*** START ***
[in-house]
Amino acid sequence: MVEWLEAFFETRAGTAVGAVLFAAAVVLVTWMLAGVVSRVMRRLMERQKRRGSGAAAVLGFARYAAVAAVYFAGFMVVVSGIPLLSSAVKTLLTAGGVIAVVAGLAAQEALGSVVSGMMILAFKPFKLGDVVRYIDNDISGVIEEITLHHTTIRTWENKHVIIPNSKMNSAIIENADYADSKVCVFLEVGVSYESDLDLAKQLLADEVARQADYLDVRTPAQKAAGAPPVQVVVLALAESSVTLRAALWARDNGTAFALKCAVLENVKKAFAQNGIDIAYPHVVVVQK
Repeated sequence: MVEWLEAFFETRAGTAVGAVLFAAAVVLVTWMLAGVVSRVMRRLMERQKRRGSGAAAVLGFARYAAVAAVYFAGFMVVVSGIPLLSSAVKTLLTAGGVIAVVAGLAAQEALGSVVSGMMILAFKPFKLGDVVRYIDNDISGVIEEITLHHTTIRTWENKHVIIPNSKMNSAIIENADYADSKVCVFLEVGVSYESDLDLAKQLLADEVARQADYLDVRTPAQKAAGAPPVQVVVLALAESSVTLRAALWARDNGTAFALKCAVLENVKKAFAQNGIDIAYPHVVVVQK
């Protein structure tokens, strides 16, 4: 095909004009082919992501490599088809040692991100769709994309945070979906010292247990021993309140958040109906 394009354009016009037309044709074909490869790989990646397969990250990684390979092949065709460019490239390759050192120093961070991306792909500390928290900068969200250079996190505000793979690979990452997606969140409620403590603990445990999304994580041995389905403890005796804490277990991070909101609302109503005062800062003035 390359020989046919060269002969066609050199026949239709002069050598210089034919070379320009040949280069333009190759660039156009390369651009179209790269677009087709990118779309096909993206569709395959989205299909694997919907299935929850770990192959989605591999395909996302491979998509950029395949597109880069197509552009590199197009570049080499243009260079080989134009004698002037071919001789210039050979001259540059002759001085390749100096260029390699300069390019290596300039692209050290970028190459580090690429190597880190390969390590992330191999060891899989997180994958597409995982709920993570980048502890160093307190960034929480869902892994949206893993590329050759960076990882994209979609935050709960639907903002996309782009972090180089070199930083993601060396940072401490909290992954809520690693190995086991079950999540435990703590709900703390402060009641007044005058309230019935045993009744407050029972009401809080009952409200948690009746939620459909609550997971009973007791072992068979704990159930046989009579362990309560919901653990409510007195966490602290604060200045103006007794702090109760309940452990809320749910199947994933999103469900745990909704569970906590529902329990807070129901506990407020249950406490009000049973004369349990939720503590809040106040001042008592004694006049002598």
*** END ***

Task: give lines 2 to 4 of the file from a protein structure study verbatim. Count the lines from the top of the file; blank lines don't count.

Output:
Amino acid sequence: MVEWLEAFFETRAGTAVGAVLFAAAVVLVTWMLAGVVSRVMRRLMERQKRRGSGAAAVLGFARYAAVAAVYFAGFMVVVSGIPLLSSAVKTLLTAGGVIAVVAGLAAQEALGSVVSGMMILAFKPFKLGDVVRYIDNDISGVIEEITLHHTTIRTWENKHVIIPNSKMNSAIIENADYADSKVCVFLEVGVSYESDLDLAKQLLADEVARQADYLDVRTPAQKAAGAPPVQVVVLALAESSVTLRAALWARDNGTAFALKCAVLENVKKAFAQNGIDIAYPHVVVVQK
Repeated sequence: MVEWLEAFFETRAGTAVGAVLFAAAVVLVTWMLAGVVSRVMRRLMERQKRRGSGAAAVLGFARYAAVAAVYFAGFMVVVSGIPLLSSAVKTLLTAGGVIAVVAGLAAQEALGSVVSGMMILAFKPFKLGDVVRYIDNDISGVIEEITLHHTTIRTWENKHVIIPNSKMNSAIIENADYADSKVCVFLEVGVSYESDLDLAKQLLADEVARQADYLDVRTPAQKAAGAPPVQVVVLALAESSVTLRAALWARDNGTAFALKCAVLENVKKAFAQNGIDIAYPHVVVVQK
């Protein structure tokens, strides 16, 4: 095909004009082919992501490599088809040692991100769709994309945070979906010292247990021993309140958040109906 394009354009016009037309044709074909490869790989990646397969990250990684390979092949065709460019490239390759050192120093961070991306792909500390928290900068969200250079996190505000793979690979990452997606969140409620403590603990445990999304994580041995389905403890005796804490277990991070909101609302109503005062800062003035 390359020989046919060269002969066609050199026949239709002069050598210089034919070379320009040949280069333009190759660039156009390369651009179209790269677009087709990118779309096909993206569709395959989205299909694997919907299935929850770990192959989605591999395909996302491979998509950029395949597109880069197509552009590199197009570049080499243009260079080989134009004698002037071919001789210039050979001259540059002759001085390749100096260029390699300069390019290596300039692209050290970028190459580090690429190597880190390969390590992330191999060891899989997180994958597409995982709920993570980048502890160093307190960034929480869902892994949206893993590329050759960076990882994209979609935050709960639907903002996309782009972090180089070199930083993601060396940072401490909290992954809520690693190995086991079950999540435990703590709900703390402060009641007044005058309230019935045993009744407050029972009401809080009952409200948690009746939620459909609550997971009973007791072992068979704990159930046989009579362990309560919901653990409510007195966490602290604060200045103006007794702090109760309940452990809320749910199947994933999103469900745990909704569970906590529902329990807070129901506990407020249950406490009000049973004369349990939720503590809040106040001042008592004694006049002598």